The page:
ON THE ROAD: Rock Hill woman reviving Catawba culture for future generations

ROCK HILL, SC (WOLO) — Earlier this week, Gov. Henry McMaster helped present the South Carolina Historic Preservation Awards.

While most went to efforts keeping old buildings alive, the Governor’s Award went to a woman who has for decades been working to keep her culture alive.

“What reminder do we have of those who were here before us? Not many reminders,” said Bill Fitzgerald, Preservation South Carolina chairman. “So where do you begin to tell the story of the people who were first here?”

That was the question many Catawba people asked themselves decades ago.

In 1959, the Catawba Indian Nation was no longer recognized as a tribe by the Federal government. That same year, the last native speaker of the Catawba language also passed away.

“Several tribal members in 1979 got together and decided that if we didn’t start doing things to preserve our culture, it was going to slip away from us,” said Dr. Wenonah Haire, Catawba Cultural Preservation Project director.

For almost 20 years, the Catawba people fought to regain federal recognition.

One of the things that the elders kept alive during that time was the tribe’s pottery making.

“It’s the one true tradition of our tribe that’s never stopped being made like our ancestors before Europeans ever stepped foot on this part of the world. It’s not just focusing on one thing. It’s focusing on all of them, because we’re in a race against time, Haire said. “There’s so many things to reintroduce that we once did as a people. There’s so many things to preserve and protect so that future generations will be able to know.”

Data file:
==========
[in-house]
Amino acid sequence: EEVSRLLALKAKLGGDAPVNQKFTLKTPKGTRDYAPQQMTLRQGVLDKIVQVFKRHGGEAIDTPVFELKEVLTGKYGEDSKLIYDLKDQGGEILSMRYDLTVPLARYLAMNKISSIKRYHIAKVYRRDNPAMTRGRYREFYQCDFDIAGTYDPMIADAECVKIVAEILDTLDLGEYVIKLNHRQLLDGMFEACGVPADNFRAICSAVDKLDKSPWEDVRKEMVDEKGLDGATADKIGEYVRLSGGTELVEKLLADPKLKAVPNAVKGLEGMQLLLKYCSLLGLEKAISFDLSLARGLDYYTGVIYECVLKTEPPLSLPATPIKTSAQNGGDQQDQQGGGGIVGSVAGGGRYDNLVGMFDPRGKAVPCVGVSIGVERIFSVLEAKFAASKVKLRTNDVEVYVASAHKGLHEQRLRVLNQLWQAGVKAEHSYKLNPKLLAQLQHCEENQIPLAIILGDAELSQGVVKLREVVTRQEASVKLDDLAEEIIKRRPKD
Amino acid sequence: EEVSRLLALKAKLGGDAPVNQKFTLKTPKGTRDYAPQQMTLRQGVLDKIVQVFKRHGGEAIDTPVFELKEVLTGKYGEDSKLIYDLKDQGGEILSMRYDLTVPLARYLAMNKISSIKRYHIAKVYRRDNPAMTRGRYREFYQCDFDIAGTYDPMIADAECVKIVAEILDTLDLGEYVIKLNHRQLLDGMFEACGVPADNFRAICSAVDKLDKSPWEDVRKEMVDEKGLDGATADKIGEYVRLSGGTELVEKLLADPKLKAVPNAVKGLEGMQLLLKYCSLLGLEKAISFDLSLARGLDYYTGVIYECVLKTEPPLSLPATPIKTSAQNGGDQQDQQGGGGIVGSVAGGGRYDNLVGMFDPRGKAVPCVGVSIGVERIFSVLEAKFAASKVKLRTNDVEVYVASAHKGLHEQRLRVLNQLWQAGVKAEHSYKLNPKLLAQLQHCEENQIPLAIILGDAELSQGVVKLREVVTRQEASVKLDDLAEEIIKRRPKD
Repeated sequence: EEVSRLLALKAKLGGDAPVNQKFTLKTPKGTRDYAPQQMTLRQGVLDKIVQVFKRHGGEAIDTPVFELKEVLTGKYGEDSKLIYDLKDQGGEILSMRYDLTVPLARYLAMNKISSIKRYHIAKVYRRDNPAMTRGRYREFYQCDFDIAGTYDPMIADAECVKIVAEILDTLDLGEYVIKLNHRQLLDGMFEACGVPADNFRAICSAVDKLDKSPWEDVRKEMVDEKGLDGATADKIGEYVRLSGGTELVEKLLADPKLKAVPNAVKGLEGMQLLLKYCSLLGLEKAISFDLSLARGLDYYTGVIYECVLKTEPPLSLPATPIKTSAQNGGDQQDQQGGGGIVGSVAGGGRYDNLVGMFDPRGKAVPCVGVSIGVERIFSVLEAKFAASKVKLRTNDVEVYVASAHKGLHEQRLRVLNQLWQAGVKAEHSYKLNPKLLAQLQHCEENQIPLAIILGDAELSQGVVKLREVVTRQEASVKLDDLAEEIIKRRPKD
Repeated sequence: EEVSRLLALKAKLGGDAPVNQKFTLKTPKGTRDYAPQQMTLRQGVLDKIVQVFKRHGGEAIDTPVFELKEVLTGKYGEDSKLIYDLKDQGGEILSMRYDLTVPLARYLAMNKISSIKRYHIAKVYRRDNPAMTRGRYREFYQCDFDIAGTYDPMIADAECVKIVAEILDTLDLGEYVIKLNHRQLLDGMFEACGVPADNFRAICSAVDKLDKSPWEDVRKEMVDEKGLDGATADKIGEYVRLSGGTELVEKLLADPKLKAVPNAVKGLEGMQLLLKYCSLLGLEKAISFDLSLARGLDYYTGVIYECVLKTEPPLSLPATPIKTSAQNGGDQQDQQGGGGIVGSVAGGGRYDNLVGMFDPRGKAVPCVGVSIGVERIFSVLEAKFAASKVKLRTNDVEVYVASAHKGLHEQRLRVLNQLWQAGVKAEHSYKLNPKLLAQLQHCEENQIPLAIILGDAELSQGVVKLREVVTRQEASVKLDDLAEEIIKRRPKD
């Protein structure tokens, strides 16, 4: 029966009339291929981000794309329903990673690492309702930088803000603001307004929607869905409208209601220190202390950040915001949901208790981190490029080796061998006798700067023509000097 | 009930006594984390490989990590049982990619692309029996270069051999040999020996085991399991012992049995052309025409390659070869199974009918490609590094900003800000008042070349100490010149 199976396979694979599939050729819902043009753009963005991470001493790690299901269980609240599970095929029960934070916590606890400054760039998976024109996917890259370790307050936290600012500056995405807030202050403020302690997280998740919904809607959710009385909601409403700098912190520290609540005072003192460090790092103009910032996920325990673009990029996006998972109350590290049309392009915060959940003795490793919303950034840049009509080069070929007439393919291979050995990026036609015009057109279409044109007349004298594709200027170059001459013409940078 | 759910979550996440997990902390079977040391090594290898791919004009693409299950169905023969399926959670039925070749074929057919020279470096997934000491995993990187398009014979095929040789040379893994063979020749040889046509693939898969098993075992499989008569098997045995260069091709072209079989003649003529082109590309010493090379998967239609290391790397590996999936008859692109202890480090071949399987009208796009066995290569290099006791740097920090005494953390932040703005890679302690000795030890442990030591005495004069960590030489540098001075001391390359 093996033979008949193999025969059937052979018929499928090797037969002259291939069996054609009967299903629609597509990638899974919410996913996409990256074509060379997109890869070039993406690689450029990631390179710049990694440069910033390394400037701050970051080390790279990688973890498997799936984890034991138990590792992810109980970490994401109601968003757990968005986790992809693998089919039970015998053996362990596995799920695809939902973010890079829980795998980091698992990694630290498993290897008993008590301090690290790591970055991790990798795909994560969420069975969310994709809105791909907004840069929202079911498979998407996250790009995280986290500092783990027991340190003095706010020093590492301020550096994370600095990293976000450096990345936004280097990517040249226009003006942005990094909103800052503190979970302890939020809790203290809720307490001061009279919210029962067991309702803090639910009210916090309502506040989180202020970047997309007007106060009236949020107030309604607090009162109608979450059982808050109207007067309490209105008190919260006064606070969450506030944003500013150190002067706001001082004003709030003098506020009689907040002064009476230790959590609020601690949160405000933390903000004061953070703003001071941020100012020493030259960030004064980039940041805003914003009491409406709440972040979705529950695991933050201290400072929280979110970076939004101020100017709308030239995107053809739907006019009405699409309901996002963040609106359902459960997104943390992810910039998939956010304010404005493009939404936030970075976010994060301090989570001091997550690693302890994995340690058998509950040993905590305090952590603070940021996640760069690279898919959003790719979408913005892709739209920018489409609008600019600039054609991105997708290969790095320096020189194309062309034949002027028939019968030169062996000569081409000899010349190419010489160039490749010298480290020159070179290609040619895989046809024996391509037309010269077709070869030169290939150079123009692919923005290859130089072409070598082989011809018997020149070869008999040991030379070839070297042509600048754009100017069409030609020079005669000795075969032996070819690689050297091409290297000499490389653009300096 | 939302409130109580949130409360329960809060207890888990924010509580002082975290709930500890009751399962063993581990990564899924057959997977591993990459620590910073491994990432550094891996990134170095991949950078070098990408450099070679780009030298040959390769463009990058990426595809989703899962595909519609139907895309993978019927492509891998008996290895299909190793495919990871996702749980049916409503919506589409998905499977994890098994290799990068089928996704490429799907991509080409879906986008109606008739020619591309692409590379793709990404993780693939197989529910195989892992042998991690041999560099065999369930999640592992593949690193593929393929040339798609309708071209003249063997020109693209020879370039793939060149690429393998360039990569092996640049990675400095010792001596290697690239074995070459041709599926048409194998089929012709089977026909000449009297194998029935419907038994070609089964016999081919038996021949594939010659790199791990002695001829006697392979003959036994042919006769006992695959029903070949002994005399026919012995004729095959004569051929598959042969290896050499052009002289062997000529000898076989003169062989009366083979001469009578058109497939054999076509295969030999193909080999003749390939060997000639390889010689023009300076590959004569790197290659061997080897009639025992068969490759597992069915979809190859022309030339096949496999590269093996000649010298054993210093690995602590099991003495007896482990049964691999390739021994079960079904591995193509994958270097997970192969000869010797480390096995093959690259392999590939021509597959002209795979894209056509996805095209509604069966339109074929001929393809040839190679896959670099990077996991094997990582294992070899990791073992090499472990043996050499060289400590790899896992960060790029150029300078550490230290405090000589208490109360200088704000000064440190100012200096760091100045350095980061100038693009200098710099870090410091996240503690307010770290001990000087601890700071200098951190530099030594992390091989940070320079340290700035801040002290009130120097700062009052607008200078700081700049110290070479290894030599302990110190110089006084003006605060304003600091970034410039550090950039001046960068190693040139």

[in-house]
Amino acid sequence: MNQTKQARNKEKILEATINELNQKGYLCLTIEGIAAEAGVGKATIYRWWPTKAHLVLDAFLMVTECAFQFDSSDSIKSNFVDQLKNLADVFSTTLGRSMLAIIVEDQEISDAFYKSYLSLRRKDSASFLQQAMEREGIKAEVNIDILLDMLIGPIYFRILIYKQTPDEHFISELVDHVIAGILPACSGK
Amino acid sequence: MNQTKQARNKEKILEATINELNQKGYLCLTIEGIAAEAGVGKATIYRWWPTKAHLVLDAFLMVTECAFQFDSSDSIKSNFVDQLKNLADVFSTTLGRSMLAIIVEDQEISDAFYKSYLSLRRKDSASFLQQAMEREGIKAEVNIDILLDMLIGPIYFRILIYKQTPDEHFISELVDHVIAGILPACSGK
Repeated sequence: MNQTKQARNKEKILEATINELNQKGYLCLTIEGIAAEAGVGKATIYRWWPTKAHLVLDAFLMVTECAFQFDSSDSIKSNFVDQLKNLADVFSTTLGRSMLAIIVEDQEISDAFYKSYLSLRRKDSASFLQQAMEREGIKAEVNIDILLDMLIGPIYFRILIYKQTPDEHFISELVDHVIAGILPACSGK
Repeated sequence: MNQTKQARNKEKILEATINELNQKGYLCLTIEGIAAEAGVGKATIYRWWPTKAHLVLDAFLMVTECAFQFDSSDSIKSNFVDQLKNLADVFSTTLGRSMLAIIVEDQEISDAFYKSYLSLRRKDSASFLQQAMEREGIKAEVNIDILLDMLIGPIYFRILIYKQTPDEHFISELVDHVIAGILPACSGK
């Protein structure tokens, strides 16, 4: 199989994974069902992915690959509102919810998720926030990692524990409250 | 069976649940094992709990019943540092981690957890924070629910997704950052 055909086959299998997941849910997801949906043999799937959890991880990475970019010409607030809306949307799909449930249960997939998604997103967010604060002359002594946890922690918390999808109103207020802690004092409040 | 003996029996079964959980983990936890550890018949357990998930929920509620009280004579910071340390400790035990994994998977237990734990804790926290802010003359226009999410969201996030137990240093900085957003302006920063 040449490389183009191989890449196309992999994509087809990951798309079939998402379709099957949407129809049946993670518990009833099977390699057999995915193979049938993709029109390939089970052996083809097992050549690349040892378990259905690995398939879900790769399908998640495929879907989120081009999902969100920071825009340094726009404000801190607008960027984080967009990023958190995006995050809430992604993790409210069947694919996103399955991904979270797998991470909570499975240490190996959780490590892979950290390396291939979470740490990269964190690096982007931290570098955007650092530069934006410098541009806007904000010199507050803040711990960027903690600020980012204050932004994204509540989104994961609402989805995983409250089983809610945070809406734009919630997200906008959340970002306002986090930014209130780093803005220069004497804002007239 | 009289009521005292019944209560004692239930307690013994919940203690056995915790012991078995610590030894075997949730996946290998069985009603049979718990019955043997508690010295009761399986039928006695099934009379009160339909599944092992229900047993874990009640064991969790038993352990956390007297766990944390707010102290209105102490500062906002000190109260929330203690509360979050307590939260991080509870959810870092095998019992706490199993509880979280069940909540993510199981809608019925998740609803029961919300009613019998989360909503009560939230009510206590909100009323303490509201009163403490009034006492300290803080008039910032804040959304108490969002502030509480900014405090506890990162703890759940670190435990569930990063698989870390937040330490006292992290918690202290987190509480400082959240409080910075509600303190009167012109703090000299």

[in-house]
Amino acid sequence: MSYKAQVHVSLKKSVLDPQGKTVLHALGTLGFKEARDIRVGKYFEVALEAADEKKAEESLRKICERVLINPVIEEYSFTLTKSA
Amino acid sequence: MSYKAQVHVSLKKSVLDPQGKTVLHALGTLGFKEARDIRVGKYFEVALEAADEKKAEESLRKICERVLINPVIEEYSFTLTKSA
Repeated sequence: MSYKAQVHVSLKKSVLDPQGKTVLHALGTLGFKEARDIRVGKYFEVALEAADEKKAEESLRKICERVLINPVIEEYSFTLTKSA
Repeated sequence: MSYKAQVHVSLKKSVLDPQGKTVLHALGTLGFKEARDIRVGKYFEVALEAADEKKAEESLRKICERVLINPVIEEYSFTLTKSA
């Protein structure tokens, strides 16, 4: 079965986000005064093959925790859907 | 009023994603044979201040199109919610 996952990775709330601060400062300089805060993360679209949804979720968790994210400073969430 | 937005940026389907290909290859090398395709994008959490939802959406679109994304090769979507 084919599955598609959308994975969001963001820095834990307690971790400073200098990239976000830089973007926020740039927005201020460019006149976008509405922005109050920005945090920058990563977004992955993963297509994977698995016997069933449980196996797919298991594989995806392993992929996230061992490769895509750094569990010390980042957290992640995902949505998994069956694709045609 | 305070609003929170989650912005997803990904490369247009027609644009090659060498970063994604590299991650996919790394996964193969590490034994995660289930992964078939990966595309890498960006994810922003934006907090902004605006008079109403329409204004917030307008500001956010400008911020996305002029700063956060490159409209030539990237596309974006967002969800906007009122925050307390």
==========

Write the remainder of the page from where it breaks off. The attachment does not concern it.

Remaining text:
Along the trail to the Catawba River are QR codes that you can scan to learn more about the Catawba Nation.

“We’re always trying to preserve the past while keeping up with the present and thinking about the future,” Haire said.

That means keeping up with current technology. The tribe has digital archives and Zoom classes to teach culture to Catawba people around the world.

Part of the culture that has been difficult to revive has been the Catawba language. 

“It’s a process of bringing the language into utilization for today,” Haire said. “For example, there’s no word for microphone or TV. We have to coin a word using Catawba words we know to describe an item. Going forward, we know a Catawba word for cellphone, hoodie or any other modern terms.”

The Catawba Cultural Center has only recently reopened after the pandemic. During that time, the center focused on renovation… construction and preservation.

On Wednesday, Haire accepted the award for preservation this week. However, she says anyone who helps keep the tribe’s culture alive is just as important in the preservation effort.

“I think right now the word that sticks in our mind is resilient. Despite all the things we’ve had to endure and that have come at us, we’re still here today, alive and well,” Haire said.

A day of Catawba culture can also be enjoyed by everyone when the Yap Ye Iswa event returns in November.

The cultural center is open Monday through Saturday from 9 to 5.

You can check here for more information about the center’s programs.

Categories: Local News